Something that is often difficult in drama is evidencing progress, assessment and feedback when you have a class working towards a performance. In all the specifications from Key stage 4 to 5, there is some element of performance, which leads to a series of several lessons (often almost a terms worth) where students are working independently from the teacher, working to their own deadlines and creating something that is specific to them. One of the things I have noticed from completing many of these lessons is that making sure that students are working towards an assessment criteria (rather than just making a performance in isolation from it and hoping at the end that it meets it) and as a teacher providing evidence of feedback to students (which normally happens verbally and therefore there is no evidence once that conversations has happened). Having recently put on a production of The Comedy of Errors for the Shakespeare Schools Festival, I took copious amount of notes on every run through with detailed and specific feedback on how to improve both the whole performance and the individual performances by the students. For some reason, it hadn’t really occurred to me to do the same in lessons on a daily basis rather than just for dress rehearsals. So, during the lesson I go around the groups and instead of interrupting the rehearsals to provide feedback immediately, I sit back and watch with a notebook in my hand and write down everything I think they need to improve on. Of course, making sure that these notes are relevant to the assessment criteria. After maybe 5 to 10 minutes, I stop the students, read back to them the notes I’ve taken, with appropriate modeling if it is needed, and then hand them the notes I’ve taken so that they can refer to them and use them in their own time. The time they return to those notes can be in this lesson, or the next lesson or even in their own time in rehearsal outside of lesson time. This has worked well this week, and the students became much more interested to improving and changing their performances using the notes I’ve taken because they have the notes with them to work on after I’ve left. Frustratingly I’ve noticed that previously when I have given verbal feedback, what ever I’ve said has almost been lost within seconds of me leaving. This coming week I want to embed this practice a little more. There needs to be a link between the methods of feedback and the assessment criteria. The students need to have that assessment criteria at the beginning of the lesson and they need to reflect on all their notes at the end of the lesson, setting targets for the next lesson to improve.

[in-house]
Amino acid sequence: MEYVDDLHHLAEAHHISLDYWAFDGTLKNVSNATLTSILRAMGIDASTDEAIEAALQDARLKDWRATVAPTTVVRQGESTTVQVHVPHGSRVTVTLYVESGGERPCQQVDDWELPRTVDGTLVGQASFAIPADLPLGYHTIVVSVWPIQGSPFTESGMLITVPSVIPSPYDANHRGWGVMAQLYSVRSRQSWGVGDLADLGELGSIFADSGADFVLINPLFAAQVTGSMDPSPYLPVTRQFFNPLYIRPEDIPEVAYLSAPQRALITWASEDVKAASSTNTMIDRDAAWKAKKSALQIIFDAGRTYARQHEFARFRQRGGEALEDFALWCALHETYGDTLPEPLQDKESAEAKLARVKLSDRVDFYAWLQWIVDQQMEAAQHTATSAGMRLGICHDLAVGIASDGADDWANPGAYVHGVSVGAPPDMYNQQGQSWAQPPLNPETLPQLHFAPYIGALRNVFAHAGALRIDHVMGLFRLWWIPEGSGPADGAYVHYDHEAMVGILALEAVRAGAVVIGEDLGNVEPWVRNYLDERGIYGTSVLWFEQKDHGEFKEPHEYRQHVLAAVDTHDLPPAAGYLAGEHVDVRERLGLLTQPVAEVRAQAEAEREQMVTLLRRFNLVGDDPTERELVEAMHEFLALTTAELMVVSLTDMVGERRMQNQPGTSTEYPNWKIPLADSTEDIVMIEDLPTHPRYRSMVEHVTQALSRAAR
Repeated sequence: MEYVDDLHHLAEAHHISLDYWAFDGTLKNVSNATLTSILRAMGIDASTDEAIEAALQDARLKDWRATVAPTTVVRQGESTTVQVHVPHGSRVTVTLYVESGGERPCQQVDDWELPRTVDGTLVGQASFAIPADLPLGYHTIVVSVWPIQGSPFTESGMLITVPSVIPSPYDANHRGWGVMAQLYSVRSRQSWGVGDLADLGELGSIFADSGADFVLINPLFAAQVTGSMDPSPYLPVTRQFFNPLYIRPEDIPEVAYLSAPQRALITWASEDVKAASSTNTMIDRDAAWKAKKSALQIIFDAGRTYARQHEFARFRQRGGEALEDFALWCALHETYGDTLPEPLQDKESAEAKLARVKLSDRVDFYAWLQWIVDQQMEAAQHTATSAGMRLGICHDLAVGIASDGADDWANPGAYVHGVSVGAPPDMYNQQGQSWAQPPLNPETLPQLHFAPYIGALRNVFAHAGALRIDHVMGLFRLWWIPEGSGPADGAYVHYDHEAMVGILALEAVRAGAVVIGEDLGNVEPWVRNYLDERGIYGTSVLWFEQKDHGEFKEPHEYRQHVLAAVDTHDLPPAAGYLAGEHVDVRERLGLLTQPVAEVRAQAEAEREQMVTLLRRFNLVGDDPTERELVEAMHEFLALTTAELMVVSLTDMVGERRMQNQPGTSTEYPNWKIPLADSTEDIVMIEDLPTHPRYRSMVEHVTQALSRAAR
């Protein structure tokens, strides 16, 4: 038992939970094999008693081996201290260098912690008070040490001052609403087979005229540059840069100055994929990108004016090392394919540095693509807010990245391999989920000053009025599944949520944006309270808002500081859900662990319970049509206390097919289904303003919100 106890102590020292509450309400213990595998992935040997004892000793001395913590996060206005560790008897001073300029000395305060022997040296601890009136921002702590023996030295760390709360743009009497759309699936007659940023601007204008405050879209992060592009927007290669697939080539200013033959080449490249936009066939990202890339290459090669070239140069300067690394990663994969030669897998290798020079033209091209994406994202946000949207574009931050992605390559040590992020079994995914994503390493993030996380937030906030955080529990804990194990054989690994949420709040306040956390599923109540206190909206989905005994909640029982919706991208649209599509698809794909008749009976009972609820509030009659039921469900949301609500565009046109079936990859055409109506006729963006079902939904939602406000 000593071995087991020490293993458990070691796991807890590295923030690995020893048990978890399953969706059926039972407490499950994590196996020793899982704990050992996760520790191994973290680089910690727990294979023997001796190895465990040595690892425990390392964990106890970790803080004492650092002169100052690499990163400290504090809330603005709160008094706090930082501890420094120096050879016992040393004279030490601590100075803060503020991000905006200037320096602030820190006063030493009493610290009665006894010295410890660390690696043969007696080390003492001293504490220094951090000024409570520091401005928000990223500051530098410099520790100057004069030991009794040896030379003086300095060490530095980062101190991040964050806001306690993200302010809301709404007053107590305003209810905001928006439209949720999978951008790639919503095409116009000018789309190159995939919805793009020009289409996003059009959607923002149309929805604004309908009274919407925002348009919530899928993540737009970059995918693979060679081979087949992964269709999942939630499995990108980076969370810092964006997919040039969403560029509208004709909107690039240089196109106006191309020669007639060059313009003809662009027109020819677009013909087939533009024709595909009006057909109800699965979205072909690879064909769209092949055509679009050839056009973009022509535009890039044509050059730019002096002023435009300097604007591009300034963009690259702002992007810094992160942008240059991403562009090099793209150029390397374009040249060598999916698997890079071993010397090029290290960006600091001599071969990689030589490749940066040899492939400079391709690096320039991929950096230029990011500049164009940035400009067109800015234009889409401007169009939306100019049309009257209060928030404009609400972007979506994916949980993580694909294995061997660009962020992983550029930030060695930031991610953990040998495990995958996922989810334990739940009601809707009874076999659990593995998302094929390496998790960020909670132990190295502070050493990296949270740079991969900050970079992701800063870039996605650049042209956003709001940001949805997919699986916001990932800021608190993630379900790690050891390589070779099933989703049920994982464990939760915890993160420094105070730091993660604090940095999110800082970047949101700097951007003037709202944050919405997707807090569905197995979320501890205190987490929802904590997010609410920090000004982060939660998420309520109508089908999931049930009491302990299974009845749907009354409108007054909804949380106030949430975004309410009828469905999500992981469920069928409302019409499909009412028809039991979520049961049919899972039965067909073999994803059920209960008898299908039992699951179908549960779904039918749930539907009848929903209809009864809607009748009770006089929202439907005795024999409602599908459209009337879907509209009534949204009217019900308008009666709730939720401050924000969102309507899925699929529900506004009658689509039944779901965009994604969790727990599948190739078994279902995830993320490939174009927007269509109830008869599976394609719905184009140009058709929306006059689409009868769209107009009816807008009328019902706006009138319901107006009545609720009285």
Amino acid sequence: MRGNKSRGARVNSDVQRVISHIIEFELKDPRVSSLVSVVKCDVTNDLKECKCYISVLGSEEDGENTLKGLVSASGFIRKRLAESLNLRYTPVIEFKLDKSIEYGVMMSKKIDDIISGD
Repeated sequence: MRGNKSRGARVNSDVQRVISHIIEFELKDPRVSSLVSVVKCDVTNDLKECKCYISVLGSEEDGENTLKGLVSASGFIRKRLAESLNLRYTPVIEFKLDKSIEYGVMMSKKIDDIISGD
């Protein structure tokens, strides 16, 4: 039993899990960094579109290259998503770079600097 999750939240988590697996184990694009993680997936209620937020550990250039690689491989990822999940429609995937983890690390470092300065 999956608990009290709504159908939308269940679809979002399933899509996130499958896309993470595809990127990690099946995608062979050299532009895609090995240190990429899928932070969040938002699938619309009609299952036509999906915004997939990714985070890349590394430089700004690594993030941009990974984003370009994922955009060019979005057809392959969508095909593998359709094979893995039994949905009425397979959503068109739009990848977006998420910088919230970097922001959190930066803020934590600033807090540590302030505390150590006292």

Keith Burt is passionate about Drama in Education. With 20 years of experience working in Drama Education as a teacher, leader and consultant Keith is committed to the role that Drama has in the curriculum. He believes that every child across the world should have access to Drama in their education. He believes that learning about, and though, Drama has the opportunity to create sustainable social change. He believes that Drama can improve the life chances of everyone. View all posts by Keith Burt